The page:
One important consideration when modelling survival is the nature of death. Death can be viewed as deterministic on the level of the individual but stochastic on the level of the population: an individual dies immediately when its stressor tolerance threshold is exceeded, but all individuals of the population have different thresholds. This special case of GUTS is termed individual tolerance (GUTS-IT). In the other extreme case, death is stochastic on the level of the individual only: all individuals are supposed to have the same stressor tolerance threshold, and once the stressor exceeds this threshold all individuals respond with the same increased probability to die (GUTS-SD) [4]. The GUTS proper model provides a unification of both assumptions, however, it requires the calibration of four toxicodynamic parameters: the dominant (recovery) rate constant, the killing rate and two parameters describing the threshold distribution. As it can be difficult to estimate the four toxicodynamic parameters from biological data [22, 27], GUTS proper is often simplified to its two special cases, GUTS-IT and GUTS-SD [18, 21]. The special case models require the estimation of fewer toxicodynamic parameters and are therefore easier to apply, although the necessity to always use two models is rather unwieldy.

Furthermore, the evaluation of the likelihood function, for GUTS proper, requires two nested numerical integrations. As Bayesian inference requires many thousand likelihood evaluations, we have designed a very efficient algorithm for this evaluation.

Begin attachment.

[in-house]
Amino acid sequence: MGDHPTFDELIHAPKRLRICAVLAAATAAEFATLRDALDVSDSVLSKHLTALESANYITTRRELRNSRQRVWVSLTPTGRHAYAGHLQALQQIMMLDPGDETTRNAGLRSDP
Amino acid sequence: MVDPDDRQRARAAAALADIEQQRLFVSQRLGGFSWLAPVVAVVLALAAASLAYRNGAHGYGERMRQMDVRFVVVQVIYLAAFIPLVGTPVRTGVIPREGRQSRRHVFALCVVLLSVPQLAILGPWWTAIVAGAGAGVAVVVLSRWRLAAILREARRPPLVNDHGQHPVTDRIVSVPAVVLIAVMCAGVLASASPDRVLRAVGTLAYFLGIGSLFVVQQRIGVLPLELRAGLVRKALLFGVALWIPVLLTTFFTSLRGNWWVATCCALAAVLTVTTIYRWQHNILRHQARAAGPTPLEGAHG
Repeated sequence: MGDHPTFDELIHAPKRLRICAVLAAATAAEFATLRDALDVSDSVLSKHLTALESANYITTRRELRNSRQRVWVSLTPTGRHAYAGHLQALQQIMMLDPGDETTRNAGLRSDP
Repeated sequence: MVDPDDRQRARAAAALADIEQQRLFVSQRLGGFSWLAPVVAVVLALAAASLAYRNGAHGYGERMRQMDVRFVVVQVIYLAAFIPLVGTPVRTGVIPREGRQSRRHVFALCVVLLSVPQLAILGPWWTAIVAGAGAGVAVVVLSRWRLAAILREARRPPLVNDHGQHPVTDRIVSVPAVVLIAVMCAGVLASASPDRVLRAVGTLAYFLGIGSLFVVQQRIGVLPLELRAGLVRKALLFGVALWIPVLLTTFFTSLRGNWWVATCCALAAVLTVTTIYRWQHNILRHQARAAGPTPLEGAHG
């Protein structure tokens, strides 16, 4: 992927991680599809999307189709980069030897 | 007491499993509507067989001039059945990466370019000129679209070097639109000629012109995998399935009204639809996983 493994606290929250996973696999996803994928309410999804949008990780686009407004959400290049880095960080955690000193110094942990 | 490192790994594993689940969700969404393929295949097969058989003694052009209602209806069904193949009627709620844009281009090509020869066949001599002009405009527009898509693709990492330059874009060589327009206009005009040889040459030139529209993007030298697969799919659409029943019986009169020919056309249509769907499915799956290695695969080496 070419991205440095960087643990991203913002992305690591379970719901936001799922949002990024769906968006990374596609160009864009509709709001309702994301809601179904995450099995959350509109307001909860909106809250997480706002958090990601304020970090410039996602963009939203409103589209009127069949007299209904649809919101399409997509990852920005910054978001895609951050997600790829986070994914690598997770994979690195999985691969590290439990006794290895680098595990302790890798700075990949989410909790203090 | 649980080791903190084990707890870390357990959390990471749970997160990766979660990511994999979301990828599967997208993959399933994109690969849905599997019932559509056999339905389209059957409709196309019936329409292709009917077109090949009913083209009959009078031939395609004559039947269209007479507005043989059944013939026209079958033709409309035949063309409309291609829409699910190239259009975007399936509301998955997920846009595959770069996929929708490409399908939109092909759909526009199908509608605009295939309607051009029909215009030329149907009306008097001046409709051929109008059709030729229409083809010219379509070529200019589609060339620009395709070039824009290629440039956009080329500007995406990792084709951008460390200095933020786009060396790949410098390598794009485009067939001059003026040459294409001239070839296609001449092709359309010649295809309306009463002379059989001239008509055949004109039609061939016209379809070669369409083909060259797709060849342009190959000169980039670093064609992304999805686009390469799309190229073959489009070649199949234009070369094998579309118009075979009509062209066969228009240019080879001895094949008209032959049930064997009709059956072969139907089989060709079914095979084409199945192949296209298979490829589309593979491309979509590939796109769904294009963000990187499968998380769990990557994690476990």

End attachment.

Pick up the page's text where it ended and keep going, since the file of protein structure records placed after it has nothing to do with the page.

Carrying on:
Thus to enable the wider application of GUTS we present the first software package that allows this computationally non-trivial uncertainty quantification to be completed within a matter of minutes. The software is computationally efficient because we developed a novel algorithm, for the likelihood evaluation, and coded the underlying engine in C++. Further, our R package can be used for all three flavours of GUTS: GUTS proper, GUTS-SD and GUTS-IT.

Design and Implementation

The Algorithm

Before we present the algorithm, we give a brief review of the GUTS model (see [4], for more explanation). The time-dependent stressor, C(t), is assumed to cause a time-dependent damage, D(t), which is described by the linear differential equation (1) Parameter ke quantifies the slowest process that leads to the recovery of the organism, and we will henceforth refer to it as the dominant rate constant. The damage D(t) is the same, for all individuals. However, the individuals are assumed to have different thresholds, beyond which the damage increases their probability to die. Thus, the model combines two sources of stochasticity, at the individual and at the population level. At the individual level, death is considered a stochastic event, whose probability increases linearly with the damage, once it exceeds a certain threshold. At the population level, this threshold is assumed to vary stochastically over the whole population.